- Nowhere spontaneous.
- Native to Assam, Bangladesh, Cambodia, China, Himalaya, Hainan, Myanmar, Nepal, Taiwan, Vietnam. (11)
- Now planted in most warm and tropical regions.

- Biocolorants isolated from the fruits were found to be quercetin and apigenin.
- Study isolated two new biphenylquinolizidine alkaloids, 5-epi-dihydrolyfoline and its sterioisomer, dihydrolyfoline, along with lagerine, from the aerial parts of L. indica. (2)
- Aqueous methanol leaf extract yielded 2 natural products for the first time—brevifolin (15) and decarboxy ellagic acid (21) together with known polyphenolics: p-methoxy gallic acid methyl ester (1); Gallic acid (2); 3-O-methylgallate (3); Tellimagrandin (4); Nilocitin (5); 1,3-di-O-galloyl-4,6-hexahydroxydiphenoyl-β-4 C 1 -glucopyranose (6); 2,3-hexahydroxydip-henic acid-α/β-glucoside (7); Isovitexin (8); Vitexin (9); Iso-orientin (10); Orientin (11); Astralagin (12); Rutin (13); Apigenin-7-O-4 C 1 -β-D-glucoside (14); Catechin (16); Epicatechin (17); Luteolin-7-O-4 C 1 -β-D-glucoside (18); 3-methoxyellagic acid (19); Ellagic acid (20); Apigenin (22); Kaempferol (23); Luteolin (24) and Quercetin (25) (See study below) (9)
- Aerial parts of L. indica yielded four new biphenyl and biphenyl ether quinolizidine N-oxide alkaloids, 5-epi-dihydrolyfoline N-oxide (1), decamine N-oxide (2), lagerstroemine N-oxide (3), and lagerine N-oxide (4). (10)
- Leaf analysis yielded protein 22.53, carbohydrate 37.25, and ash contents 12.23 g% on dry wt. basis. (1)
- Phytochemical screening of leaf extracts yielded terpenoids, tannins, deoxysugars, saponins, phenolic compounds, and flavonoids. (see study below)  (13)
- Phytochemical screening yielded active metabolites viz. anthraquinones, reducing sugars, terpenoids, flavonoids, saponins, tannins, alkaloids, and cardiac glycosides. (see study below) (15)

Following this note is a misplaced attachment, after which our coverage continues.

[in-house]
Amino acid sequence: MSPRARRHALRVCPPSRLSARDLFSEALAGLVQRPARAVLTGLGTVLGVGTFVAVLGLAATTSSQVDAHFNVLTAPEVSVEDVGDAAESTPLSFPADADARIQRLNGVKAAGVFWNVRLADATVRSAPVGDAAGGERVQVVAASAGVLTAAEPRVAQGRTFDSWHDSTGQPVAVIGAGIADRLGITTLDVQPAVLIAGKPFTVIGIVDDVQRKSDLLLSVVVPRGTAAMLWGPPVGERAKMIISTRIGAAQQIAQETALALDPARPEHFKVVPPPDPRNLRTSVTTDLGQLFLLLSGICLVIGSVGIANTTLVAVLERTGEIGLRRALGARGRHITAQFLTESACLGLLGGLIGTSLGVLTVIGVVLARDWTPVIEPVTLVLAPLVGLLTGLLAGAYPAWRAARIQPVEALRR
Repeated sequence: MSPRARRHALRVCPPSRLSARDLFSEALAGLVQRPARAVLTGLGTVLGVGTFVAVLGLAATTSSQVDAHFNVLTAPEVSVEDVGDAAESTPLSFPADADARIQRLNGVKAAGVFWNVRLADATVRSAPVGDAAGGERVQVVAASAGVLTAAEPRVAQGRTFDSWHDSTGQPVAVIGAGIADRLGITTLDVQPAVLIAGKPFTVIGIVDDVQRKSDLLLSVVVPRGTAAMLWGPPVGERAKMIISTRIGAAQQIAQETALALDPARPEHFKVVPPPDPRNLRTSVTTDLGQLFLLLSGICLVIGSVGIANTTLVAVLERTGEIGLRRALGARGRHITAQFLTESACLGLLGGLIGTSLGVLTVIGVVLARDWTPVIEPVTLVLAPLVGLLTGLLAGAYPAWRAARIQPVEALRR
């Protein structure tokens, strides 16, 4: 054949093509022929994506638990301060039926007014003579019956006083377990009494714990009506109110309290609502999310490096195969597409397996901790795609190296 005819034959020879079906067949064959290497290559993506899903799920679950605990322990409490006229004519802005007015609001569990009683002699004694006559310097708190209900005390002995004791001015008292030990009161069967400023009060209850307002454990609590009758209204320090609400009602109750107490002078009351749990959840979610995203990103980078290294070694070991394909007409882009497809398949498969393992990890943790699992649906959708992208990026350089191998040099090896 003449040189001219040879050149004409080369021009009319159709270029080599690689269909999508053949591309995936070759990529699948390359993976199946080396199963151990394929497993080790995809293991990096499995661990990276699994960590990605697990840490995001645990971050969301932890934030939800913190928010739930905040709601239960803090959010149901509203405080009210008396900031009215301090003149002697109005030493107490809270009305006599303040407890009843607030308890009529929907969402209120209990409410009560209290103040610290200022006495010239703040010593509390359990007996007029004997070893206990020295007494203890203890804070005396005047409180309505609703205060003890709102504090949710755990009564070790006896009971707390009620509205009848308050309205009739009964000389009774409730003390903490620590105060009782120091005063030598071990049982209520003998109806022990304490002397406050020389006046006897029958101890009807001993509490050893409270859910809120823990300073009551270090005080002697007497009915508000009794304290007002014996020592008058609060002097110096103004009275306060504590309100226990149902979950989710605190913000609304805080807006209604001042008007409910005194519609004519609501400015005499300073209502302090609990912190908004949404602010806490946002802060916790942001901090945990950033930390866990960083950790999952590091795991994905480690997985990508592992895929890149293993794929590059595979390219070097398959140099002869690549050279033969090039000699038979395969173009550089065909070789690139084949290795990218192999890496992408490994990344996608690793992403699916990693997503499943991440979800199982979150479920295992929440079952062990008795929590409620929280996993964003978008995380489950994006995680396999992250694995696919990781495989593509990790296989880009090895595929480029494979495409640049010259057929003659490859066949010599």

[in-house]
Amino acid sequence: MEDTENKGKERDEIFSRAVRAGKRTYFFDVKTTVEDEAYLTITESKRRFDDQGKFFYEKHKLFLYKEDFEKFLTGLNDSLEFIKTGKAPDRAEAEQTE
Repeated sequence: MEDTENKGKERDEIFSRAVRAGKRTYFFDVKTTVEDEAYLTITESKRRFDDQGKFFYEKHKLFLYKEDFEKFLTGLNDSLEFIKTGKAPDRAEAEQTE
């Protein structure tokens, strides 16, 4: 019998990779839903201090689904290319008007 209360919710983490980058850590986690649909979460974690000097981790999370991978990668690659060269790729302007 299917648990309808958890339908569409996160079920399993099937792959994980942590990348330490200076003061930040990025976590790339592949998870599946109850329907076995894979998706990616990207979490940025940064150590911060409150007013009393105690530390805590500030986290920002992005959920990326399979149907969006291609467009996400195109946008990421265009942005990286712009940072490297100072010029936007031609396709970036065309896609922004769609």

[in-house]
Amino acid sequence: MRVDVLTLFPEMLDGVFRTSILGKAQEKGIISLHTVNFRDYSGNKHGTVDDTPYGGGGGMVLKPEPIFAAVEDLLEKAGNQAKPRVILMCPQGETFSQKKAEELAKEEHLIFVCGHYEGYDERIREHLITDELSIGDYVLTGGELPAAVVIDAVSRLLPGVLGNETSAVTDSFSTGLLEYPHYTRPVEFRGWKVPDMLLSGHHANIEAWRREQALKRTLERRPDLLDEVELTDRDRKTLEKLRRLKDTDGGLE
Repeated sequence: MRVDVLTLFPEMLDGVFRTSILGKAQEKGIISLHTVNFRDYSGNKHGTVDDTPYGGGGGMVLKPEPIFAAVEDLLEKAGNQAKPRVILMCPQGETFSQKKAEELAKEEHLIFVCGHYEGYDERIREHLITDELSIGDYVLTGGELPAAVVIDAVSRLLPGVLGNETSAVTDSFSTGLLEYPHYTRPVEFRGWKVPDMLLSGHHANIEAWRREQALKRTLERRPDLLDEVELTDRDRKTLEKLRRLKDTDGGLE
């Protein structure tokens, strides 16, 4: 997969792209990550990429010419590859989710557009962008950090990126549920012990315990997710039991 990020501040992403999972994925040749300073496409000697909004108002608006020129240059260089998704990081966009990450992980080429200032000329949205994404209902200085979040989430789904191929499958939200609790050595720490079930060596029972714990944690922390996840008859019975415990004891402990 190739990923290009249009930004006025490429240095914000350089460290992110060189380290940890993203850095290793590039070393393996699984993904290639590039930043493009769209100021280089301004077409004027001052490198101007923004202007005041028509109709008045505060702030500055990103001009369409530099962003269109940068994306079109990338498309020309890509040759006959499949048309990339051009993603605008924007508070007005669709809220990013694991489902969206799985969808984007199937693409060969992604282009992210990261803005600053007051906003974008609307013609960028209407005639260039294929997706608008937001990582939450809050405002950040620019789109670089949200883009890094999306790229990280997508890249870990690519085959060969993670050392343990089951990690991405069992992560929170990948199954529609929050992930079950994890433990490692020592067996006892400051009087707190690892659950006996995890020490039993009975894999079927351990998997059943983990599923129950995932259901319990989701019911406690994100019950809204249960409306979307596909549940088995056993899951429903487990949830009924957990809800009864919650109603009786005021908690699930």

- In a phytochemical study of Lagerstroemia specie, y-sitosterol was the major component in all species at 14.70 - 34.44% (32.2% in L. indica). (See study below) (16)
- Purification of methanol extract of stems of L. indica yielded three new phenolic glycosides, stroside A-C (1-3), a new flavone derivative, lagerindiol (4), along with 15 known compounds (5-19). (see study below) (22)
- Study of EtOH extract of flowers of Lagerstroemia indica isolated a new pyrrole alkaloid, lagerindicine (1), along with four known compounds (2-5), namely: pterolactam, betulinic acid, oleanolic acid, and 24-methylenecycloartanol. (see study below) (24)

- Considered astringent, insecticidal, purgative, febrifuge, stimulant.
- Root considered detoxicant, diuretic and astringent.
- Studies have shown anti-inflammatory, antimicrobial, antithrombin, insecticidal, anticancer, antiulcer, stretch mark alleviating, hair growth promoting, hair loss preventive properties.

Parts used
Roots, bark, leaves, flowers.


- In India, decoction of roots considered astringent, used as gargle.
- Roots, leaves and flowers are purgative.
- Bark used as febrifuge and stimulant
- Decoction of flowers used for treatment of colds. Flower paste applied to wounds and cuts. (12)
- In Iraq, decoction of bark and leaves used as laxative; seeds used as hypnotic. (17)

- Charcoal: Charcoal made from it used in Japan for thickening laquer.

- Wood:
Used a timber.

High content of potassium, calcium, magnesium, phosphorus, sodium and sulfur present in the leaf. Study yielded alkaloids in high concentration, followed by tannins, cardiac glycosides, saponins, sterols, triterpenes and anthraquinones reducing compounds. (see constituents above) (1)
Biphenylquinolizidine Alkaloids / Aerial Parts
:Study yielded two new biphenylquinolizidine alkaloids, 5-epi-dihydrolyfoline and its sterioisomer, dihydrolyfoline along with lagerine, from the aerial parts of L. indica. Study evaluated the inhibitory effects of isolated compounds on rat lens aldose reductase. (2)